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Networking For That Job


            This past week the national unemployment rate reached 7.5 percent, and many of you are wondering, “How do I find a job in these turbulent times?” There is no quick fix solution; however, I can share with you what people who are conducting successful job searches are doing.

 

“A job search requires focused intention, directed and diligent effort, a realistic but bright outlook, and patience,” says Meredith Haberfeld, the founder of Institute for Coaching. “People who do not find a job after several months are often not directing their effort most effectively.” People who are getting hired approach their search as a full-time job. They wake up early, have a cup of coffee and begin making phone calls and browsing the Internet, newspapers and trade magazines at 9 am, and keep at it until late into the evening.

           

Having a great resume is essential. It is a crucial marketing document that defines who you are and what sets you apart from the competition. However, opinions differ on how to use a resume. Too many job seekers focus their efforts on blindly submitting their resume to job postings, with limited results. They do this because it is easy and impersonal. What they should concentrate on is networking – this is how successful people find a job.

 

According to Haberfeld, “the single most important component of a successful job search is making contact with people in the field you’re interested in.” She advises her clients to “make at least three contacts every day. Whether it’s social networking, online or face to face, with people you know or people you don’t, cultivating your network is the best way to get results.”

 

So, why do so many job seekers avoid networking? “People in general have a misconception when it comes to networking,” Haberfeld says. “Some feel it shows a sign of desperation while others believe that people don’t care enough to help or are just too busy.” But the truth is that when you ask someone, even a total stranger, to help you find a job, the universal response is, “I would love to help; what can I do.”

 

Sometimes networking can be done using conventional methods and sometimes you need to be creative. Ruth Shapiro, of Ruth Shapiro Associates and vice president of Career Counseling Consortium, has an interesting take on networking: “Besides business contacts, you should be networking with people who provide you services.” She suggested giving a resume and talking about your job search with your dry cleaner and all the business owners you regularly patronize. When you think about it, this makes perfect sense. They are friendly, service oriented people and have long established relationships with hundreds of customers. Moreover, they know you, want to retain your business, and will gladly help you in your time of need.

 

How do you develop a job search network? Networking is a multi-step process of alerting as many people as possible that you are in the job market, getting introductions to people in their business and social network, and asking them to recommend you for a job they may know about.

 

Start with your family and friends. Share with them what you’re looking for, and ask them to introduce you to people in their network who may be helpful. Next, speak with people you know socially in places like your synagogue, yeshiva and health club. Speak with your doctor, your lawyer, your accountant and even your sheitel macher. They are easy to approach and would love to help you. Find friends from your past and reconnect.  Find people you went to college with, high school, and even summer camp.   “Each conversation is not a desperate plea, it’s an opportunity to connect, find out how they’re doing, share what’s happening in your life and enjoy the conversation,” says Haberfeld. “When you get over any fear about diving in, this can actually be great fun – and shockingly fruitful.”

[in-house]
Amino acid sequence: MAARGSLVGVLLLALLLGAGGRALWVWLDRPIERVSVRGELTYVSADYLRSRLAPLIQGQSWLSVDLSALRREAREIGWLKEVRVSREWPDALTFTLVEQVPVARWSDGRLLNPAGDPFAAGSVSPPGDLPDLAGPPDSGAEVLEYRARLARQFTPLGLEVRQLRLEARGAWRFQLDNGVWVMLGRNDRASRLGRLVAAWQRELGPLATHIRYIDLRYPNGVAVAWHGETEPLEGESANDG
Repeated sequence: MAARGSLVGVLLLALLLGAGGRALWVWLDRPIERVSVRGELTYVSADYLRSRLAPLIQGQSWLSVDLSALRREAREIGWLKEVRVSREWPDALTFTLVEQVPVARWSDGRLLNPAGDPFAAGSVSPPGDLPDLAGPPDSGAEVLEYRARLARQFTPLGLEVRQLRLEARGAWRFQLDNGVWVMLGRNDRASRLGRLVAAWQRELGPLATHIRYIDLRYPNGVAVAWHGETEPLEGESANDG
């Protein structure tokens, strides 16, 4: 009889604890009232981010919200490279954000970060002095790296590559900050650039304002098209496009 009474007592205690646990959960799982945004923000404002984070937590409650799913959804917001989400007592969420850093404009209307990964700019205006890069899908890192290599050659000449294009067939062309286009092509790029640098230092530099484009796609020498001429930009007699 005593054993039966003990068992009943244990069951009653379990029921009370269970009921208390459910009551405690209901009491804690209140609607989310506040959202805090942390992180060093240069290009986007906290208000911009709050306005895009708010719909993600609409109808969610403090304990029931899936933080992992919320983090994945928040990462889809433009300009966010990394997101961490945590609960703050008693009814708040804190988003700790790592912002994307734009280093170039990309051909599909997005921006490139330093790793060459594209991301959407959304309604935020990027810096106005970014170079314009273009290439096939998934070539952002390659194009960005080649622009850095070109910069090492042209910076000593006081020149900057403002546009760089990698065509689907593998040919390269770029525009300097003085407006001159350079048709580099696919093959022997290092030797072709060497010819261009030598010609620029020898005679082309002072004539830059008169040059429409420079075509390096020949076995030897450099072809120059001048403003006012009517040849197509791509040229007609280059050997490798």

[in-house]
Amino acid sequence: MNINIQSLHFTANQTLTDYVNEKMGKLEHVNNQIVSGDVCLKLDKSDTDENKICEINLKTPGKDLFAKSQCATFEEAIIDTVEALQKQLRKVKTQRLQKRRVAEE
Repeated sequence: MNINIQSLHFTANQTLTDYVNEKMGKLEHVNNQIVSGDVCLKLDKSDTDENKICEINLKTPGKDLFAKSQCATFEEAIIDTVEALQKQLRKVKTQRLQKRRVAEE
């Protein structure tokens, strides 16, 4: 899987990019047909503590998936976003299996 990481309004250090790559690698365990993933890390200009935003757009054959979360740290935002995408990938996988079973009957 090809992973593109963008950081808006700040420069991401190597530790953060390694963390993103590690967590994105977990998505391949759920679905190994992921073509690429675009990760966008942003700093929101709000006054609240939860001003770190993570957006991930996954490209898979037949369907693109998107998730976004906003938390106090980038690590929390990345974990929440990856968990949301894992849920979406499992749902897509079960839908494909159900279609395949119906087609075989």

Then reacquaint yourself with old business and social contacts. Touch base with prior bosses and co-workers. Contact clients and vendors you worked with in the past. Go through all the business cards you accumulated and call everyone in your personal and business address books. If they’ve moved on, Google them and look them up on Linked-In, Facebook and other social networking sites and in telephone and business directories

 

Finally, discreetly use social networking sites to obtain new contacts. Don’t post a resume; post a job wanted. Reach out to friends of friends and get to know them. Join networking groups online and around the city to meet people who can hire you and expand your network. Go to job fairs and contact organizations like the OU, National Young Israel, Agudas Yisroel and SAF, and go to their websites, job posting boards and job seminars.

 

If you do all of this you will find a job, even in this economy

 

If you have specific questions about your resume or job search, or would like to receive a free copy of my workbook ‘Job Hunting in the 21st Century,’ compliments of the Jewish Press, email me at pnewman@jewishpress.com or call me at 646-894-4101.

 

Perry Newman, CPC, is President/CEO of First Impressions Resumes (www.firstimpressionsresumes.biz) in Brooklyn, and has over 25 years experience as a resume write, career coach and executive recruiter.

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Printed from: http://www.jewishpress.com/sections/magazine/potpourri/networking-for-that-job/2009/02/27/

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